Study Says Many Medications Used by Elderly Can Heighten Health Risks, are Unsafe
Many of the medications elderly people use may be the wrong choice because they carry a high risk for falling, daytime grogginess and a loss of cognitive ability, say researchers from the Nordic School of Public Health, Sweden.
Called psychotropic drugs, the medications – including antidepressants, hypnotics and anxiolytics – may actually further the health problems of elderly people, instead of other types of medications that may not carry the same risks.
For example, the drugs may lead to loss of balance. Falling causes brittle bones to break, resulting in a long-term inability to remain active – and can heighten the chances of hospitalization or secondary health complications. Medications to calm anxiety, such as benzodiazepines, can cause daytime sleepiness that prevents adequate nighttime sleep, contributing to a depressed state. Anxiolytics and hypnotics can also render older persons more unsteady on their feet, contributing to higher anxiety levels as well as a risk for falling.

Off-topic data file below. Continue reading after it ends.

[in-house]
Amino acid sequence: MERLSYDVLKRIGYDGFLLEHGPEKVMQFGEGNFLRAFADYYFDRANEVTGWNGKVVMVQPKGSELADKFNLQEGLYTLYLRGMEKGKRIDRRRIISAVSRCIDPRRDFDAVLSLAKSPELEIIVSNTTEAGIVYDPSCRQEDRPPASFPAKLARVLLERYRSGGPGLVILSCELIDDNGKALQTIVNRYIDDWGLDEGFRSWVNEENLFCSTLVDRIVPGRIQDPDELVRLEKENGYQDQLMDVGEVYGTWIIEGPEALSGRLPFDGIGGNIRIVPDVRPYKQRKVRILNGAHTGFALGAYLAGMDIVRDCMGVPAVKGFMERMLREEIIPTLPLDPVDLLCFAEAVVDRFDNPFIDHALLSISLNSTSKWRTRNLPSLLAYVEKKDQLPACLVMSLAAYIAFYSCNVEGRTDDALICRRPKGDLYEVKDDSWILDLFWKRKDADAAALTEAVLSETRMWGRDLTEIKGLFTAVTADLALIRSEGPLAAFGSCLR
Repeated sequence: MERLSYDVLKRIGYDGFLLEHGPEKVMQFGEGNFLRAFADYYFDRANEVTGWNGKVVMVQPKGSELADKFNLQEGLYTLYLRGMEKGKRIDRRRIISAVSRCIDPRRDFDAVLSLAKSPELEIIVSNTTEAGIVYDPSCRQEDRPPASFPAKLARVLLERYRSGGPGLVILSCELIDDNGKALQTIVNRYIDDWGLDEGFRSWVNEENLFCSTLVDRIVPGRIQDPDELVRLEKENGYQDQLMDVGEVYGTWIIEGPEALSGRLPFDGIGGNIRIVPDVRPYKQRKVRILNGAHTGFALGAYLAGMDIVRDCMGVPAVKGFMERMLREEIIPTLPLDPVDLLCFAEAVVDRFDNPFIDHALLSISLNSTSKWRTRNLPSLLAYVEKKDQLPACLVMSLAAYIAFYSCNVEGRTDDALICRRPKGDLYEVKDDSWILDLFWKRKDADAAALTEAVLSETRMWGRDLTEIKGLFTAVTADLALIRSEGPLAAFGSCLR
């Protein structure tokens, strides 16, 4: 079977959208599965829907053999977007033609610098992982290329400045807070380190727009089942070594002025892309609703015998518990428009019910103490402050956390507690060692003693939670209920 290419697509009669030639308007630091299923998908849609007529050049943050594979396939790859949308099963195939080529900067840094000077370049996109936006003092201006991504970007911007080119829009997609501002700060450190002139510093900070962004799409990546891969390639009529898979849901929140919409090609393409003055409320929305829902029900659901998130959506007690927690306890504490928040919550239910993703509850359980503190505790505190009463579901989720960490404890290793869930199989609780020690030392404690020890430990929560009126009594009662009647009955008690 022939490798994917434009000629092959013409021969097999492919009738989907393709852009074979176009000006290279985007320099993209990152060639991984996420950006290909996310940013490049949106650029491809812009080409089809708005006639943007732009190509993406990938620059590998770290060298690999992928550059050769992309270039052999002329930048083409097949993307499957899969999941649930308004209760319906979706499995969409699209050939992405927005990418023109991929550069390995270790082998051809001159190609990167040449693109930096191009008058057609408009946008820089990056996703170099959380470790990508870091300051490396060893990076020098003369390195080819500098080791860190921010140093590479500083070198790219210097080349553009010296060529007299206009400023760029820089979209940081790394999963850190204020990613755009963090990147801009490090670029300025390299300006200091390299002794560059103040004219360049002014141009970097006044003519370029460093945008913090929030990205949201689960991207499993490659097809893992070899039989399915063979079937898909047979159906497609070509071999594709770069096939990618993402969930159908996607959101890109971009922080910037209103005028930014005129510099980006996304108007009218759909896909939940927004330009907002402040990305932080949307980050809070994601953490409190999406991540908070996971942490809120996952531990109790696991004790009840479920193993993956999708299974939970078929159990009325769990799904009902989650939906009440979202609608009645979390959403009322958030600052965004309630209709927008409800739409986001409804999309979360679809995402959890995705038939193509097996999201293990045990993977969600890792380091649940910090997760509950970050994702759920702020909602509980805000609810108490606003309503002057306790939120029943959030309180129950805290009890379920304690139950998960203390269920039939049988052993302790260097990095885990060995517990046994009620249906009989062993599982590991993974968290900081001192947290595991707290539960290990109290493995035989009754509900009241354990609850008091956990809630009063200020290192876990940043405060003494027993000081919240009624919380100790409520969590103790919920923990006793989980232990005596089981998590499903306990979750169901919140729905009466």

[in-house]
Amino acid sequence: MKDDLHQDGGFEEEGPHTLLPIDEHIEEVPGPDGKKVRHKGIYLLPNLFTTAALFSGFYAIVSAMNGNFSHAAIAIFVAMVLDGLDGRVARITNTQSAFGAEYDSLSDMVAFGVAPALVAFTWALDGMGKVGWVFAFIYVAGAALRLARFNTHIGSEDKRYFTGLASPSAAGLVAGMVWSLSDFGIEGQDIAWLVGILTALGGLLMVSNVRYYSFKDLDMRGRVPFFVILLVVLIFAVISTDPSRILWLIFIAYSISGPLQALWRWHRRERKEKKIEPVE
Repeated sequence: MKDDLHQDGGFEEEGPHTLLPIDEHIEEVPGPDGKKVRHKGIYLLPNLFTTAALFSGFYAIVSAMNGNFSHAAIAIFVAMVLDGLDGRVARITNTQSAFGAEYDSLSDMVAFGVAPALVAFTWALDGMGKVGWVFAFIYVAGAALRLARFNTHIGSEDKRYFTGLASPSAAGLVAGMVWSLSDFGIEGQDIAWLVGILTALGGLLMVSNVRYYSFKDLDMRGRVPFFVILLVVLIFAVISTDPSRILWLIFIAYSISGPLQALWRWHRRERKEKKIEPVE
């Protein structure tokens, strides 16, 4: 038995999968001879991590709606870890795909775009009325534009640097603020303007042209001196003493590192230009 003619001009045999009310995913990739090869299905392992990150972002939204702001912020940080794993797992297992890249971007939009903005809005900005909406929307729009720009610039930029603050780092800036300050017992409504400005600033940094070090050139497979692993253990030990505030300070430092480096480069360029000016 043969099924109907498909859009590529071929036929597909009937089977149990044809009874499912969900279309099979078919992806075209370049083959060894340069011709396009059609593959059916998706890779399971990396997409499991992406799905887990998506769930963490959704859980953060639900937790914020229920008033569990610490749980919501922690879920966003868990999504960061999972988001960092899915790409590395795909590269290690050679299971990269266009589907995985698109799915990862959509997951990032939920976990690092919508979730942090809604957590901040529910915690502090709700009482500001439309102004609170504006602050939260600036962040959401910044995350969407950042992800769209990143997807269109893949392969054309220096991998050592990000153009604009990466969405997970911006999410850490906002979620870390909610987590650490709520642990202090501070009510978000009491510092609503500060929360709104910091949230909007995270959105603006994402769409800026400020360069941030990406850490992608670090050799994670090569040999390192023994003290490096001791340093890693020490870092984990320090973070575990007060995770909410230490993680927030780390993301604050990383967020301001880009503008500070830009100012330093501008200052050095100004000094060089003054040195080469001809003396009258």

The research findings, highlighted in a ScienceDaily report, suggest that in Sweden alone, around 20 percent who are 75 years old or older are using prescription medications that may be unsafe or inappropriate. Adding to the drugs’ complications is the fact that older persons may respond at heightened proportions to the drugs’ side effects than younger people.
While improvements have been noted, such as a decline in potentially unsafe psychotropics between 2000 and 2008, researchers still believe the problem may be worse for lower-income elderly persons and warrants larger research to address the drugs’ use as a public health problem.